Christina Simons

Documentary photographer
     Running to Nowhere: The Central American Refugee Crisis by Christina Simons 
Running to Nowhere: The Central American Refugee Crisis
Location: Australia
Nationality: Icelandic & American
Biography: Christina Simons is an award winning international documentary photographer focused on humanitarian issues and cultural diversity. Her work has been exhibited throughout Australia, the United States, England, Russia, Mexico and all throughout... MORE
Public Story
Running to Nowhere: The Central American Refugee Crisis
Copyright Christina Simons 2023
Date of Work Jan 2015 - Ongoing
Updated Nov 2019
Location Central America
Topics Abandonment, Abuse, Adolescence, Aging, Arrests and Prosecutions, Black and White, Borders, Children, Civil Rights, Confrontation, Corruption, Crime, Discrimination, Documentary, Domestic Violence, Drug Abuse, Emotion, Gangs, Human Rights, Illegal Trafficking, Immigration, Incarceration, Latin America, Migration, Military, Oppression, Peace, Photography, Photojournalism, Politics, Portraiture, Poverty, Prison, Racism, Rape, Reportage, Reporting, Sorrow, Teens, Violence, Weapons, Womens Rights, Youth

Running to Nowhere: The Central American Refugee Crisis

Central American migrants have been making the perilous journey through Central America and Mexico for decades. It is an old refugee story but in the current political climate it is not only ongoing but heightened by the mass deportations from the United States. Yet the numbers of people making this journey has not dwindled.

The journey across borders is made by various means, including on a giant freight train called “La Bestia” (the beast). The environmental hazards of dehydration, food and water contamination, sunburn and disease, as well as the physical dangers of the trains, all come second to the risk of theft, beatings, rape, torture, violence, kidnapping, mutilation, and murder. Why would anyone risk such dangers? In short: their own countries are burdened with more violence and poverty than they risk trying to get to the United States.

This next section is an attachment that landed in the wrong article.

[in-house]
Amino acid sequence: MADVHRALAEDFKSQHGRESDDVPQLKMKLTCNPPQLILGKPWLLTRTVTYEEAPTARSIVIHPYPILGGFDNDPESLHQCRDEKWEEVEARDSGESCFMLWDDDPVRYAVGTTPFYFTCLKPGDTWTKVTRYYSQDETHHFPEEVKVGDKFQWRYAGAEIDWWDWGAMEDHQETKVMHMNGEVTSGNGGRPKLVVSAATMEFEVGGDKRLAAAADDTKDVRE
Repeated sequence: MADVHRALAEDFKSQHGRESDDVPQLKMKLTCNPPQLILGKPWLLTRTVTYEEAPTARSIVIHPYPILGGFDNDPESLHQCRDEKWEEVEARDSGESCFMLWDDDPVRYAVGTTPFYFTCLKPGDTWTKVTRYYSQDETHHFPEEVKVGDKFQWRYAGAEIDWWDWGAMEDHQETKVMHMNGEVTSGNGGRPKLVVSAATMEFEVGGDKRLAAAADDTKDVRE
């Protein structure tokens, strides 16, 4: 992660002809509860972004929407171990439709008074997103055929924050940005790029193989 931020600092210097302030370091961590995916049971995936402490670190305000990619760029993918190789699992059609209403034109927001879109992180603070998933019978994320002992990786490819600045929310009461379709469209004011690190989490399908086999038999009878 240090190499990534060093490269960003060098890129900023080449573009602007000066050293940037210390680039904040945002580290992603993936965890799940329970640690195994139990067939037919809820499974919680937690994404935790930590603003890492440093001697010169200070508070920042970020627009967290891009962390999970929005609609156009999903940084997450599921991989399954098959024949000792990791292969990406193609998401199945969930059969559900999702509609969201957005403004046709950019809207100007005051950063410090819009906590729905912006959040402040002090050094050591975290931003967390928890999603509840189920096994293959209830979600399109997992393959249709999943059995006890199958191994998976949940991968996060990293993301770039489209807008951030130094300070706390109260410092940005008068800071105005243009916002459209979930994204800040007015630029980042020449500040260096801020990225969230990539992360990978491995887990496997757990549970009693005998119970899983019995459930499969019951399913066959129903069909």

The ‘Mara’ gangs originated on the streets of Los Angeles in the 1980s. Having fled from civil wars in Honduras and El Salvador, many joined either the Mara Salvatrucha (MS13) or Calle 18 (M18) street gangs. In the 90s, the US government began deporting gang members back to their respective countries.

Now, 20 years later, these relocated ‘Maras’ are running poverty-stricken Honduras and El Salvador into even more desperate circumstances. Hundreds of thousands of people have fled their homes in Central America with the hopes for a better and safer life risking their lives again to get to somewhere else often, especially now, being separated from their children and deported back to from where they came.

While covered before in parts, this story is rather the sum of its parts, radiating impact on several countries, crossing many borders. There is a great dealof coverage on the border issues however there is little enquiry into why these people are fleeing to the United States to begin with.  Documenting the issues that these people face allows a very complicated issue to be humanized by the individuals and their stories.

This series is ongoing and has been photographed throughout 2015 to 2018 in several locations throughout Honduras, Mexico and Texas.

It is currently being exhibited in Museum of Art and History in Guanajuato, Mexico until the end of January 2020.

Christina Simons-Running to Nowhere : The Central American Refugee Crisis in Partnership with MSF
Running to Nowhere : The Central American Refugee Crisis in Partnership with MSF

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Running to Nowhere: The Central American Refugee Crisis by Christina Simons
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